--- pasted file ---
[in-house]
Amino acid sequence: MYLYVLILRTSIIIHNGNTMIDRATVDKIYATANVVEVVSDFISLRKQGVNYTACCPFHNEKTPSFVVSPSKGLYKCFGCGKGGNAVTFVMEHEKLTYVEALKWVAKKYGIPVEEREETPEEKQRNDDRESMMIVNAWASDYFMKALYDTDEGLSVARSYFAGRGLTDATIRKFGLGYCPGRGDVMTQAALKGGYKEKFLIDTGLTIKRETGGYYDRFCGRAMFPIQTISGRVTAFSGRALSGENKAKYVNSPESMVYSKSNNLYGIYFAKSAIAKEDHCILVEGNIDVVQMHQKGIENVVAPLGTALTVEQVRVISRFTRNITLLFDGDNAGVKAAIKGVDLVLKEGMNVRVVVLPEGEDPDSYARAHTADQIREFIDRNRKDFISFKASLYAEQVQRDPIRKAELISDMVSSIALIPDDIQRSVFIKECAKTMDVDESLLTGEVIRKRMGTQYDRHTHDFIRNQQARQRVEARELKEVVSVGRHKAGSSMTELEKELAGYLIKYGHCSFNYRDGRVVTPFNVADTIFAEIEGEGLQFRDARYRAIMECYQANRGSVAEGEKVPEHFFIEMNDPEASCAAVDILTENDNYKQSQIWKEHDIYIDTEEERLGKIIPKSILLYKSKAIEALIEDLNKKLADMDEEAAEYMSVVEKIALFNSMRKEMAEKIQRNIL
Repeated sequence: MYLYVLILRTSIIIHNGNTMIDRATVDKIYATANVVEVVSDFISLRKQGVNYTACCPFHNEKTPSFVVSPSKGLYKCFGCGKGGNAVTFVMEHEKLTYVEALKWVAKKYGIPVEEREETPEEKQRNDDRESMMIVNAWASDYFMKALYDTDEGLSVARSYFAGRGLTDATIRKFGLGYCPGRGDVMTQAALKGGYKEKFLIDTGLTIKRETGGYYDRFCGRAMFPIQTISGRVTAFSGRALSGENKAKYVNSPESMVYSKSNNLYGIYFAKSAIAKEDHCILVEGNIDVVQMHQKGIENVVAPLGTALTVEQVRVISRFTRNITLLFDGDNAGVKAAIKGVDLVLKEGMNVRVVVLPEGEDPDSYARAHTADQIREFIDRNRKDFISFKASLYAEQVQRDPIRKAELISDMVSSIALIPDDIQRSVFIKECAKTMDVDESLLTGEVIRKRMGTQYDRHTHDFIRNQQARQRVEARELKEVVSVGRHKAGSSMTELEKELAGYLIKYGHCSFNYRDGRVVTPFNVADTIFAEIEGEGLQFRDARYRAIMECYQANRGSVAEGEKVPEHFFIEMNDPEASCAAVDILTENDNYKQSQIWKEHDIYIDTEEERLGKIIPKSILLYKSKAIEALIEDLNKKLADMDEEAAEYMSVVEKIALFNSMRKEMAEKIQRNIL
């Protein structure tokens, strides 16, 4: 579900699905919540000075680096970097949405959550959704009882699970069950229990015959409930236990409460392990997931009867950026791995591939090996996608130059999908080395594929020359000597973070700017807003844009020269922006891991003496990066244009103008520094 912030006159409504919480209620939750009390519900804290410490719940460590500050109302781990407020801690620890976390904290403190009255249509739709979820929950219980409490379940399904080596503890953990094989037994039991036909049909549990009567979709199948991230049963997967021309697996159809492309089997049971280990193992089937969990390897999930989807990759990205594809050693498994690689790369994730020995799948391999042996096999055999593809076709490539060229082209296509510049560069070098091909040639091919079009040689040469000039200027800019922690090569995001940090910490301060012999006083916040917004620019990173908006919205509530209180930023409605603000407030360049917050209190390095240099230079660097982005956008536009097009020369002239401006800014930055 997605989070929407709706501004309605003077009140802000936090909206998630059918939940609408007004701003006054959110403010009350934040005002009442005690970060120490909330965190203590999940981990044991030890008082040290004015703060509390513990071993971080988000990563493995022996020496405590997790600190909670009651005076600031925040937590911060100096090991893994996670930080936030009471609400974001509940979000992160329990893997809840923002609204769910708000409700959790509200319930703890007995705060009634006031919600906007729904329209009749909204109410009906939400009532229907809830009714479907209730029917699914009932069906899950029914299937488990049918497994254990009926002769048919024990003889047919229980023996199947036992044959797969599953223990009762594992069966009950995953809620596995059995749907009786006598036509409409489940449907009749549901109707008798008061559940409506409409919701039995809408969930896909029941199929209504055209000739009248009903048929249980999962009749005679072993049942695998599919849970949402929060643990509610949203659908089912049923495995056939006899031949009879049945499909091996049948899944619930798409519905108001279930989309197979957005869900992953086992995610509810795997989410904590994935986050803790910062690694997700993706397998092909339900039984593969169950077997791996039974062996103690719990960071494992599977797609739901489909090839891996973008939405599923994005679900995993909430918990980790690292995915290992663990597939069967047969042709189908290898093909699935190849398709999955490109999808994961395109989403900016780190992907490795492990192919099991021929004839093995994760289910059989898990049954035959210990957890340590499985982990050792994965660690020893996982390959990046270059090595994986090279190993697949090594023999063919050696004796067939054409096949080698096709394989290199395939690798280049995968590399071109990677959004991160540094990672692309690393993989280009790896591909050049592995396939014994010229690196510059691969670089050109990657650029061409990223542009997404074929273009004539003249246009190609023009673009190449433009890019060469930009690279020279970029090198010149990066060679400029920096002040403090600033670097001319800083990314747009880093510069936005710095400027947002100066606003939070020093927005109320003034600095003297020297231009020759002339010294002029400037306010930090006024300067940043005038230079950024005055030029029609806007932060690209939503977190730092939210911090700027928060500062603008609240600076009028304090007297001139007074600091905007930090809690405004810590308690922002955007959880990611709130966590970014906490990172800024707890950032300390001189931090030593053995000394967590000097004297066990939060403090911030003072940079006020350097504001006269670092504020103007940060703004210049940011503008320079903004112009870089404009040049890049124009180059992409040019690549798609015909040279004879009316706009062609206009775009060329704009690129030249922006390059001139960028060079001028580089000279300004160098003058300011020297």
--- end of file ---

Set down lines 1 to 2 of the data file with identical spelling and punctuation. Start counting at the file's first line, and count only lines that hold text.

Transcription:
[in-house]
Amino acid sequence: MYLYVLILRTSIIIHNGNTMIDRATVDKIYATANVVEVVSDFISLRKQGVNYTACCPFHNEKTPSFVVSPSKGLYKCFGCGKGGNAVTFVMEHEKLTYVEALKWVAKKYGIPVEEREETPEEKQRNDDRESMMIVNAWASDYFMKALYDTDEGLSVARSYFAGRGLTDATIRKFGLGYCPGRGDVMTQAALKGGYKEKFLIDTGLTIKRETGGYYDRFCGRAMFPIQTISGRVTAFSGRALSGENKAKYVNSPESMVYSKSNNLYGIYFAKSAIAKEDHCILVEGNIDVVQMHQKGIENVVAPLGTALTVEQVRVISRFTRNITLLFDGDNAGVKAAIKGVDLVLKEGMNVRVVVLPEGEDPDSYARAHTADQIREFIDRNRKDFISFKASLYAEQVQRDPIRKAELISDMVSSIALIPDDIQRSVFIKECAKTMDVDESLLTGEVIRKRMGTQYDRHTHDFIRNQQARQRVEARELKEVVSVGRHKAGSSMTELEKELAGYLIKYGHCSFNYRDGRVVTPFNVADTIFAEIEGEGLQFRDARYRAIMECYQANRGSVAEGEKVPEHFFIEMNDPEASCAAVDILTENDNYKQSQIWKEHDIYIDTEEERLGKIIPKSILLYKSKAIEALIEDLNKKLADMDEEAAEYMSVVEKIALFNSMRKEMAEKIQRNIL